We add it to .wrap as shown below:

  1. .wrap {
  2.     border:5px solid #ccc;
  3.     width: 520px;
  4.     overflow: auto;
  5.     padding-bottom:14px;
  6.     white-space:nowrap;
  7. }

The result of this change gets us closer to what we are looking for as shown in Firefox 2.0 in Figure 3 below:

Figure 3
scroll-fig2.jpg

However if we look in IE we see that we get a horrible vertical scrollbar which we don’t want.

Figure 4

scroll-fig3.jpg

This spoils the effect slightly so we are going to use some CSS3 (which was previously proprietary IE only code) and hide the vertical scrollbar. We will use conditional comments to apply this style for IE only so as not to upset anyone else.

  1. <!--[if IE ]>
  2. <style type="text/css">
  3. .wrap{overflow-x:auto;overflow-y:hidden}
  4. </style>
  5. <![endif]-->

We use overflow-y:hidden to remove the vertical scrollbar. Of course this means that we will have to make sure there is always enough vertical room for our content or it will stay hidden when it does go below the fold.

That cures IE and we now get the result as seen in Figure 3 for both Firefox and IE (and other browsers).

Captions

So far in a few simple lines of CSS and HTML we have managed to create a fluid width gallery that can hold as many images as needed and they can be scrolled left and right all along the same horizontal line. However, most times when you have this type of effect you will also want to have an image caption under the image as well. Therefore let’s add a caption under the image and see what happens.

  1. <li><a href="#"><img src="images/zimg7-small.jpg" width="100" height="100" alt="example image" /><br />Image Name</a></li>

I have just inserted a break after the image so that the caption is underneath the image. This immediately has the effect of destroying the layout as seen in Figure 5 below.

Figure 5
scroll-fig5.jpg

Of course you knew this was going to happen didn’t you?

The break we inserted obviously creates a new line so the text starts on the line below and then appears to refer to the wrong image as the next image in line lines up alongside the text. We need some way to have the image and the text treated as one block and for each block to still remain horizontal. “Ahaa” I hear you say, “we can simply float the blocks”.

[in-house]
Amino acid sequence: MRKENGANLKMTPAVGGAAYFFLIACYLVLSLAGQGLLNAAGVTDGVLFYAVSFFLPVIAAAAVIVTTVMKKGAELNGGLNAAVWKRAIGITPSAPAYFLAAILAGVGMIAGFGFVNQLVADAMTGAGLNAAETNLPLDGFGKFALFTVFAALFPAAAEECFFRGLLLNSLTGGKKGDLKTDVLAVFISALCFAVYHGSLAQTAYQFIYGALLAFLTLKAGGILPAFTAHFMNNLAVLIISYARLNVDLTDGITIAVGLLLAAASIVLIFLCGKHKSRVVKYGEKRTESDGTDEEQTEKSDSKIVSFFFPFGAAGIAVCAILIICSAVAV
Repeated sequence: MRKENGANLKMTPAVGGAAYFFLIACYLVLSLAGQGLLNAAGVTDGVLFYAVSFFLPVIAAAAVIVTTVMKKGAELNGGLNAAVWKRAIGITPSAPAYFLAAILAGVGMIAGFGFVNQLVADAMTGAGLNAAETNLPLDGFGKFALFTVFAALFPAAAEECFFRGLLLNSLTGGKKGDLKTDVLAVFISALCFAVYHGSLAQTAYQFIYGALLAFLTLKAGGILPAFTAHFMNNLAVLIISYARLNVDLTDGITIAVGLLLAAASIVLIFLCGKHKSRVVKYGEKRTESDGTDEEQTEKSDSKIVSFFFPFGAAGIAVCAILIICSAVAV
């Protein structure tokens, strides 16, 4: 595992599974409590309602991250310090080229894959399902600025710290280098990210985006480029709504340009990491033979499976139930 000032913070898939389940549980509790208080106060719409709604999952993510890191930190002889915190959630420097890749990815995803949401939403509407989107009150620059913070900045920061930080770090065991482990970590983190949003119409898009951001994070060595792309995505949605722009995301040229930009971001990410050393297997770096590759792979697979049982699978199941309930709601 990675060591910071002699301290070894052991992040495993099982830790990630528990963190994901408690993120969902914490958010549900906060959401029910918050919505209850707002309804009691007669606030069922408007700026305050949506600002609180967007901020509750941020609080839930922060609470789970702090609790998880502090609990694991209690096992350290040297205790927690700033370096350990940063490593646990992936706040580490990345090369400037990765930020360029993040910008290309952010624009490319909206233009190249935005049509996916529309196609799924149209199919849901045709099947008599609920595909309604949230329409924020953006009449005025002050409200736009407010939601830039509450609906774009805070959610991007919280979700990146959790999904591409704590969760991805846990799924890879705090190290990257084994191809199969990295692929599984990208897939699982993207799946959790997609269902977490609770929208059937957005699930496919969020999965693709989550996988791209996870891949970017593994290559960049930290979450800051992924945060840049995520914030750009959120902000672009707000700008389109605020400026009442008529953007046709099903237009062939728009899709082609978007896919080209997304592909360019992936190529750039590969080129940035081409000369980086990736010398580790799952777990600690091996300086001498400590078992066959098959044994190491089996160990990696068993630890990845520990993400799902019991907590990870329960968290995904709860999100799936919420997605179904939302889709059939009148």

If we add the following CSS to our stylesheet we can have the image and the text float nicely across the screen.

  1. .wrap li {
  2.     margin:0 10px;
  3.     display:inline;
  4.     float:left;
  5. }

Although this works well we seem to be back at square one because the floats will not honor the white-space:nowrap as that only applies to inline elements and the floats simply wrap at the end of each line and we loseWeight Exercise our horizontal scrollbar.

Figure 6
scroll-fig6.jpg

We could address this by setting a width on the UL and then everything would be fine.

  1. ul{
  2.     list-style:none;
  3.     padding:5px;
  4.     width:980px;/* width added */
  5. }

Figure 7
scroll-fig7.jpg

But we don’t want to set a width on the UL because that won’t allow for a variable number of images to be used so we need another approach.

The first method I am going to show is one that we have used before and involves using display:inline-block. As Firefox 2.0 doesn’t understand display:inline-block we are going to use display:-moz-inline-box which is a Vendor Specific Extension for gecko browsers and performs much the same as display:inline-block for our purposes.

Although I generally don’t like using these extensions there is no avoiding the fact that they can be useful at times. Therefore you must always weigh the risks yourself when using proprietary code.

I should also mention at this point that IE doesn’t understand display:inline-block when used on block elements but there is a fix also for IE which is effectively setting “haslayout” to be true while also setting the element to display:inline. We do this strangely enough by using firstly display:inline-block (which is a haslayout trigger) and then setting the element to display:inline in the next rule. (Read the full explanation in this previous article as to how this works.)

Here is the extra code needed for Firefox, Opera Safari etc.

  1. .wrap li {
  2.     margin:0 10px;
  3.     text-align:center;
  4.     display:-moz-inline-box; /* gecko*/  
  5.         display:inline-block;/* opera and safari*/            
  6.     padding:5px;
  7.     margin:5px;
  8. }

And here follows the IE fix which we’ll place in the conditional comments along with the scrollbar fix from earlier.

  1. <!--[if IE ]>
  2. <style type="text/css">
  3. .wrap{overflow-x:auto;overflow-y:hidden}
  4. .wrap li{display:inline}
  5. </style>
  6. <![endif]-->

If you refer to Figure 7 above you will see that the images have underlines underneath them because they are anchors. We want the underline underneath the text but not under the images. We can cure this simply by setting the image to display:block and the underline will only appear at the bottom under the text. At the same time we should also avoid the horrible blue border around images that browsers put on linked images by default.

  1. img{border:none;display:block}